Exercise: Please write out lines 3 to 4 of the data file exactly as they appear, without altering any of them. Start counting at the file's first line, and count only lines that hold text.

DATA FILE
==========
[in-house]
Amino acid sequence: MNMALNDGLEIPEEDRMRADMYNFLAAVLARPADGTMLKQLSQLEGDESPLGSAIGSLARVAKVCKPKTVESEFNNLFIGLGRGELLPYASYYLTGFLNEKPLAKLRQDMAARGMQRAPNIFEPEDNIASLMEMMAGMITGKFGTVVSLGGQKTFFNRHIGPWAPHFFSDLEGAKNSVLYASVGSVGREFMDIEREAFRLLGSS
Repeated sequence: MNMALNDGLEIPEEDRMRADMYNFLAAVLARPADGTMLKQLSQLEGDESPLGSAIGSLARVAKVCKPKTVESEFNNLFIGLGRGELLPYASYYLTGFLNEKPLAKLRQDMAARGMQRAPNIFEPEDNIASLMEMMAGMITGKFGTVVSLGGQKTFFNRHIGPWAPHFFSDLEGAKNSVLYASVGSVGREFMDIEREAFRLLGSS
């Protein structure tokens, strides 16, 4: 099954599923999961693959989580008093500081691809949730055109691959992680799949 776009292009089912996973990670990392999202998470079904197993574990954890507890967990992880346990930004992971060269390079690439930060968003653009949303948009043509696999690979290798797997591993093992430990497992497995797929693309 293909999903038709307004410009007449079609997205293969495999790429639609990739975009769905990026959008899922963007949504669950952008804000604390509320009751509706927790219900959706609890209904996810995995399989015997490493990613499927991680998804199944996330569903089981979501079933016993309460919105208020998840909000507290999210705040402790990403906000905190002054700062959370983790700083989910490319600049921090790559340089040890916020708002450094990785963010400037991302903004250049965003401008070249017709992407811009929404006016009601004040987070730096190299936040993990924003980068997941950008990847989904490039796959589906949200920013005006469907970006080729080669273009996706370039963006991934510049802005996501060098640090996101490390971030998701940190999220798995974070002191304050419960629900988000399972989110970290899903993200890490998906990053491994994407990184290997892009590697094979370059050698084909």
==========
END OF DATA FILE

Repeated sequence: MNMALNDGLEIPEEDRMRADMYNFLAAVLARPADGTMLKQLSQLEGDESPLGSAIGSLARVAKVCKPKTVESEFNNLFIGLGRGELLPYASYYLTGFLNEKPLAKLRQDMAARGMQRAPNIFEPEDNIASLMEMMAGMITGKFGTVVSLGGQKTFFNRHIGPWAPHFFSDLEGAKNSVLYASVGSVGREFMDIEREAFRLLGSS
């Protein structure tokens, strides 16, 4: 099954599923999961693959989580008093500081691809949730055109691959992680799949 776009292009089912996973990670990392999202998470079904197993574990954890507890967990992880346990930004992971060269390079690439930060968003653009949303948009043509696999690979290798797997591993093992430990497992497995797929693309 293909999903038709307004410009007449079609997205293969495999790429639609990739975009769905990026959008899922963007949504669950952008804000604390509320009751509706927790219900959706609890209904996810995995399989015997490493990613499927991680998804199944996330569903089981979501079933016993309460919105208020998840909000507290999210705040402790990403906000905190002054700062959370983790700083989910490319600049921090790559340089040890916020708002450094990785963010400037991302903004250049965003401008070249017709992407811009929404006016009601004040987070730096190299936040993990924003980068997941950008990847989904490039796959589906949200920013005006469907970006080729080669273009996706370039963006991934510049802005996501060098640090996101490390971030998701940190999220798995974070002191304050419960629900988000399972989110970290899903993200890490998906990053491994994407990184290997892009590697094979370059050698084909």